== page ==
Porta Maggiore underground basilica illuminated

The public has been given a bright new glimpse at the unique basilica of mysterious purpose under Porta Maggiore just outside Rome’s ancient Aurelian walls thanks to the installation of a state-of-the-art illumination system. It is a very brief glimpse — the basilica was only opened from the 18th to the 20th — before the next stage of conservation begins. There is a too-short but wonderful video of conservators cleaning the richly-colored frescoes and of the superb white stucco reliefs on the walls and vaulted ceilings visible in whole new detail under the new lighting.

The new lighting system was inspired by the original one, using LED lights of different colors to suggest the natural illumination that bathed the basilica from the skylight of the vestibule. The apse, which is now white, was originally painted with extremely expensive Egyptian Blue pigment. It was stripped in antiquity, but the LEDs give a hint of the blue that once was.

Built deep under ground level in the 1st century A.D., the basilica has the traditional three-aisled form with aisles divided from the nave by two rows of three square pillars. It is not, however, traditional in purpose. Basilicas were secular buildings in Rome, dedicated to civic purposes like law courts and imperial audiences. It wasn’t until Constantine legalized Christianity in 313 A.D. that he chose to adopt the architectural form in the construction of new Christian churches, so this Julio-Claudian basilica was presciently anomalous. It’s also the only underground basilica ever found.

Its purpose is unknown. It was not a temple. It was not a catacomb. The stucco decoration — mythological scenes including the abduction of Ganymede, Orpheus and Eurydice, Paris and Helen, Chiron teaching Achilles, the head of Medusa — attests to it having had a religious function. Scholars have suggested it may have been a family tomb or a nymphaeum, but the prevailing thought now, based on common motifs in some of the stucco decoration, is that it was a place of worship for elite members of a Neopythagorean mystery religion. If so, they didn’t get to worship there for long. It was infilled with rubble a few years after it was built.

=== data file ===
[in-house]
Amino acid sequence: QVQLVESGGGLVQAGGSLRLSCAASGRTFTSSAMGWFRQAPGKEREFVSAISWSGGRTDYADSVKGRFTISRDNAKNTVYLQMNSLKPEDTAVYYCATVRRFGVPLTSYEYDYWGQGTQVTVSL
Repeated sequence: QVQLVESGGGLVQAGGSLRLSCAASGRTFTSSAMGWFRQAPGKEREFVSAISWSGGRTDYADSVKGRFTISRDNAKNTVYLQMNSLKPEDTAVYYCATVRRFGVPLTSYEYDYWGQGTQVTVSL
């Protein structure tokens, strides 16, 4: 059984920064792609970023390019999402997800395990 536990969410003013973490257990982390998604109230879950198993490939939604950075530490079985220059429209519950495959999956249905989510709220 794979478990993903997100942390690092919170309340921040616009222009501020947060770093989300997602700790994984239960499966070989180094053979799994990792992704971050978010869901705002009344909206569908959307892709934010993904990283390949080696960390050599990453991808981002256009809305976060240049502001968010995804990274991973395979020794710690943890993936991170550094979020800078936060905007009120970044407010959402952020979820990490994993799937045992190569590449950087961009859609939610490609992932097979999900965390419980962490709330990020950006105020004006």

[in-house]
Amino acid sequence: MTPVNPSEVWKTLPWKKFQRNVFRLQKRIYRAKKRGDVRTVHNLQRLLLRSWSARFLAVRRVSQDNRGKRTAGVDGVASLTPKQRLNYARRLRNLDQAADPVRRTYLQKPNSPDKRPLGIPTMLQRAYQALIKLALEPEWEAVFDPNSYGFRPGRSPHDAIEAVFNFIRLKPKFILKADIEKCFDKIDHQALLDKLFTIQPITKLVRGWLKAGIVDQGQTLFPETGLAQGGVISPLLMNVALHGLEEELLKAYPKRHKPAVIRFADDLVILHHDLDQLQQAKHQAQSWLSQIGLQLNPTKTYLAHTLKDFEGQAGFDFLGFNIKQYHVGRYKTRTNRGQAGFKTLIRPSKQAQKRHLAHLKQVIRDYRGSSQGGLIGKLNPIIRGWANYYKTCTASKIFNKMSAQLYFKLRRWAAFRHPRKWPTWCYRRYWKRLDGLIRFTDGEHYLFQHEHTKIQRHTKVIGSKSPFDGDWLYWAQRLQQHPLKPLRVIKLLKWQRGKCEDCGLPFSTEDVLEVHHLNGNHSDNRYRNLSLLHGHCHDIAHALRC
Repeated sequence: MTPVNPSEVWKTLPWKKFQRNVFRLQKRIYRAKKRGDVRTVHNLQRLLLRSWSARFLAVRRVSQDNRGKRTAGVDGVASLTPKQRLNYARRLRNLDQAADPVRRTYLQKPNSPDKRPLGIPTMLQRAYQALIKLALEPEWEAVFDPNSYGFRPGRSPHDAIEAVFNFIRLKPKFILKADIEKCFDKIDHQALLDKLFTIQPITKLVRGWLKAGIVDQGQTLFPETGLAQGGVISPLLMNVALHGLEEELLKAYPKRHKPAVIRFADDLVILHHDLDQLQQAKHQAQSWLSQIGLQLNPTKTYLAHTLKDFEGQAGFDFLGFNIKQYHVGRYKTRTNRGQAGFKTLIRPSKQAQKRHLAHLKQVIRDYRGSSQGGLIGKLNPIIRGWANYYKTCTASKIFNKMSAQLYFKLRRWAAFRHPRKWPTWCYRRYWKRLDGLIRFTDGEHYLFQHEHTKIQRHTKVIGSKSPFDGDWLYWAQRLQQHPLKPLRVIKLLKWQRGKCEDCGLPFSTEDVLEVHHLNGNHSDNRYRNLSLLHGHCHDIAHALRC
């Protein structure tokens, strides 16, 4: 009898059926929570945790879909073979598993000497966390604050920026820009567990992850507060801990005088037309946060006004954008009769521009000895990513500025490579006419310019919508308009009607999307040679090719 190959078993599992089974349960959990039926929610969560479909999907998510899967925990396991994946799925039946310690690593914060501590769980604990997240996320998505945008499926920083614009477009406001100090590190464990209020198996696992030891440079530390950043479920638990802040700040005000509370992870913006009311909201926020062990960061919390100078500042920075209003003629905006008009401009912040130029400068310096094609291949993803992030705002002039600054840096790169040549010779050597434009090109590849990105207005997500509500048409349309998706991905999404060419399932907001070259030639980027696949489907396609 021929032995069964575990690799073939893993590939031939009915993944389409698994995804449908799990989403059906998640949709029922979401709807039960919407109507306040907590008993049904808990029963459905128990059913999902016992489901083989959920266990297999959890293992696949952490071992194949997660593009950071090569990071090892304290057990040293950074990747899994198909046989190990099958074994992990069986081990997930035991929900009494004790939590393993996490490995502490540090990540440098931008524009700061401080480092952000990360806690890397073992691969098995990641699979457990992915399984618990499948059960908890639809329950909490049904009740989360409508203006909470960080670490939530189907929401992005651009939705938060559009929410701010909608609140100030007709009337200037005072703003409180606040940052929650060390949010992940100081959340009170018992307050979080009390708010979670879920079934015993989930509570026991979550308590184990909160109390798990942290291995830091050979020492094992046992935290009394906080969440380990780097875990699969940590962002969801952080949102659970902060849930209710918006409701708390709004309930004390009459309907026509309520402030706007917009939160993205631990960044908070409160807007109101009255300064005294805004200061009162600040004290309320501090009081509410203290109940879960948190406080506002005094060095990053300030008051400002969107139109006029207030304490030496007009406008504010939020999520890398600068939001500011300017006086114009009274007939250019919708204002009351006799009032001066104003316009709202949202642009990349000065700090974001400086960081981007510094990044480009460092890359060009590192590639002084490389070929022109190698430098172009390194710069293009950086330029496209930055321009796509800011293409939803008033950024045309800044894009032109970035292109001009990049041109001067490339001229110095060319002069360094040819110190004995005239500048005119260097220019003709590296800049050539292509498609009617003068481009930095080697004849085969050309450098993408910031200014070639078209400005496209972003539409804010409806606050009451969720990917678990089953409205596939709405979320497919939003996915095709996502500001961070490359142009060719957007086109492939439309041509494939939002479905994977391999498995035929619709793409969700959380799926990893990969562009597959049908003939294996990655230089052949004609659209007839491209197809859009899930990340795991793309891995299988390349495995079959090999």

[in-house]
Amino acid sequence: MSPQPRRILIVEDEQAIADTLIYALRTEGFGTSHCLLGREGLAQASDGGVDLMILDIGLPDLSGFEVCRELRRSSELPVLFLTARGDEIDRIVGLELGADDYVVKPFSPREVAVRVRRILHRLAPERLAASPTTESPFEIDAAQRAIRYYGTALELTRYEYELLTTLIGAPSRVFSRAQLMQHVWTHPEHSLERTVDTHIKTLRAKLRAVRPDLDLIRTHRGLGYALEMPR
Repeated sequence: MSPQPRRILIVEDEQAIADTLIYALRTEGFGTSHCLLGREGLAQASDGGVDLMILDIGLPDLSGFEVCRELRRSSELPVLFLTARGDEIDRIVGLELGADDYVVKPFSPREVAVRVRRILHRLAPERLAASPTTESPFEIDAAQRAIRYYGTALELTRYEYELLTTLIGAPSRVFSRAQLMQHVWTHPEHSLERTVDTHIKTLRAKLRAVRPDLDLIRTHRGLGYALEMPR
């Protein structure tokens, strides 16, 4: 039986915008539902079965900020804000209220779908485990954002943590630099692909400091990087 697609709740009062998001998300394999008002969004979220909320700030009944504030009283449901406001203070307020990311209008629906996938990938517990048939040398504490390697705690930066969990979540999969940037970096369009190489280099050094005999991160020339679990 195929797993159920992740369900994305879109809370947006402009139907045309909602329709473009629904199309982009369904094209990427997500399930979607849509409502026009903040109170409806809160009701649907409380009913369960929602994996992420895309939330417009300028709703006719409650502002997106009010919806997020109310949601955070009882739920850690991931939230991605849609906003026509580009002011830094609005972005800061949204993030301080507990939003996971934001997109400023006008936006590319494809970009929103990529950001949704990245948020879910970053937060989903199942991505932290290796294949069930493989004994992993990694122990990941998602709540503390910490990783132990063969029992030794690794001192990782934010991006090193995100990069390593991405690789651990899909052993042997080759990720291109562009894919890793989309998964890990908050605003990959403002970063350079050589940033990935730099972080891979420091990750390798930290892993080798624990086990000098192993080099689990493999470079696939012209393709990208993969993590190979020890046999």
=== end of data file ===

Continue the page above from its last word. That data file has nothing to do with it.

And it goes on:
The basilica’s archaeological importance is not reflected in its fame, as it has had little opportunity to be exposed to a public that has a million other ancient marvels to choose from in Rome. Conservation has been a constant problem from the moment it was rediscovered. The sinkhole that alerted to its existence damaged the ceiling. Train vibrations and water infiltration damaged the walls, plaster and frescoes.

A major push for conservation to prevent further deterioration finally succeeded in funding the complete restoration of the interior of the Basilica of Porta Maggiore. The conservation project has been ongoing for more than 15 years. In 2015, the work has progressed sufficiently to allow the basilica to be open to the public on a limited basis. The pandemic shut down even that limited access, but thankfully conservation was able to continue and experts were able to remove efflorescence, carbonation spots and patinas of microorganisms endemic in the damp hypogeal space from the frescoes and stuccoes on the entrance wall, pillars of the left aisle and the vestibule.

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